Stephen, Walter Benjamin
3 Oct. 1876–31 Dec. 1961
Walter Benjamin Stephen, master contemporary artistic potter who discovered new glazes and techniques for producing some of the finest art pottery in America, was born in Clinton, Iowa, the son of Andrew and Nellie C. Randall Stephen. Walter's Scottish-born father was a construction worker, a rock mason, and a well digger. In 1891 the family moved to Chadron, Nebr., where they lived in a sod house. Young Stephen attended a sod school until, he once said, "[I] was so mean that my Dad took me out of school and put me to work." This ended his formal education.
In 1896, when he was nearly twenty, the family moved to Shelby County, Tenn., near Memphis, where he and his father engaged in building and masonry work. Meanwhile his parents, especially his mother, who was artistically inclined, had become interested in making pottery and experimenting with different colors and kinds of clay they found when digging a well. They soon attracted attention with the cameo pottery they were able to produce, and they entered the art as a business with enough success to make a living at it.
During their early years in Tennessee the Stephens' pottery was named "Nonconnah" for the small river that flows around Memphis. For well over a dozen years Walter and his mother, with the aid of his father, operated the plant. After the aging couple died in 1910, he sold the home place to a friend of the family and took any kind of work that would earn him a living. He visited several sections of the country examining the clays and feldspar in search of better and purer materials with potentials for pottery. He also sought someone who would back him financially in his efforts to produce a line of superior art pottery. C. P. Ryman of Skyland in Buncombe County, N.C., agreed to form a partnership and to sponsor and finance the work to build a kiln and a shop. Ryman was familiar with the type of cameo pottery that Walter Stephen and his mother had been producing in Tennessee, but he believed that the variety of clays and of such varied colors, together with the superior qualities of feldspar so abundant in the mountain region, would enable them to turn out a much better product. And so it proved.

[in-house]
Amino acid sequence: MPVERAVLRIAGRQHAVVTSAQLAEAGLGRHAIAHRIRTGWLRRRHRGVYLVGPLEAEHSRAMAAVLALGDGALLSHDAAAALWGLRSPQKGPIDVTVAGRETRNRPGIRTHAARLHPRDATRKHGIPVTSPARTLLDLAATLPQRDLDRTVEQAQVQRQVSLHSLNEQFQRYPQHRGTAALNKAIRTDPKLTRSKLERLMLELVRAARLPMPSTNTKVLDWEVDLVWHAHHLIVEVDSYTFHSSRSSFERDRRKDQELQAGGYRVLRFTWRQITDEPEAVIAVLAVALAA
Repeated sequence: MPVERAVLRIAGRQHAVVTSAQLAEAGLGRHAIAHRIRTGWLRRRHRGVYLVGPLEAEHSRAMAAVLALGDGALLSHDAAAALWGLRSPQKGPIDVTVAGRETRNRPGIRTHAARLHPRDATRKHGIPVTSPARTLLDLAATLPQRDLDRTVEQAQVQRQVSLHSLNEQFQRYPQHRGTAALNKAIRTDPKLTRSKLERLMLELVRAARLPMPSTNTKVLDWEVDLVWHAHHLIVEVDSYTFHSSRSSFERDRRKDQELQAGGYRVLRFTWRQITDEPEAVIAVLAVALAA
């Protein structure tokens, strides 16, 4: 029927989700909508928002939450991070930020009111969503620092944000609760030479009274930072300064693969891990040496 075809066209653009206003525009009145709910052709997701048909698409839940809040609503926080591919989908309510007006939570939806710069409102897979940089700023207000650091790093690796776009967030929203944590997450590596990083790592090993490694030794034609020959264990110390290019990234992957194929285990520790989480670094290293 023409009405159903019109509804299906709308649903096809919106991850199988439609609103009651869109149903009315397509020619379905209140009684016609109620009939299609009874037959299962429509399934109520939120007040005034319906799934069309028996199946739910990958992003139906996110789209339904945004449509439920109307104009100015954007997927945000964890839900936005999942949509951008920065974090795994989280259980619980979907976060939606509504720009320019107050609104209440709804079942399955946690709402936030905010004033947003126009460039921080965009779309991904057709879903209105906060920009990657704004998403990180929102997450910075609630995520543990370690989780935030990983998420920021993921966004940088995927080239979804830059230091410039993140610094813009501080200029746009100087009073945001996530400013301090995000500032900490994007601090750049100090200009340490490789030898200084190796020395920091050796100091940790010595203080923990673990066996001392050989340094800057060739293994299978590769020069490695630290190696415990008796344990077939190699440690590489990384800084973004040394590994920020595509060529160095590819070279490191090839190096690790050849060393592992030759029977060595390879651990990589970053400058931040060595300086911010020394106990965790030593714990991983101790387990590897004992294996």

From 1913 to 1916 Ryman and Stephen operated the pottery with fair success, but at the end of this period they dissolved their partnership. Stephen withdrew to set up a pottery of his own, as well as to wait out the unfavorable conditions created by the beginning of World War I. In 1914 he married Mrs. Nancy Teresa Lee Case, a widow and a native of Skyland.
During the war Stephen abandoned pottery briefly to work in the aluminum plant at Badin. His return to the mountains of North Carolina marked the start of the Pisgah Forest Pottery on Avery's Creek along the French Broad River near Asheville. It was here that he resumed the production of fine artistic pottery with superior clays and glazes.
One of Stephen's special interests in the Pisgah Forest Pottery was to discover new and hitherto unknown glazes and colors, particularly in the crystalline glazes, several of which he was able to produce in his new shop. He constantly experimented and made new observations, and he carefully recorded the numerous formulas that he developed for different effects and results under different temperatures. He was scientific in his work and a master of exact methods and techniques.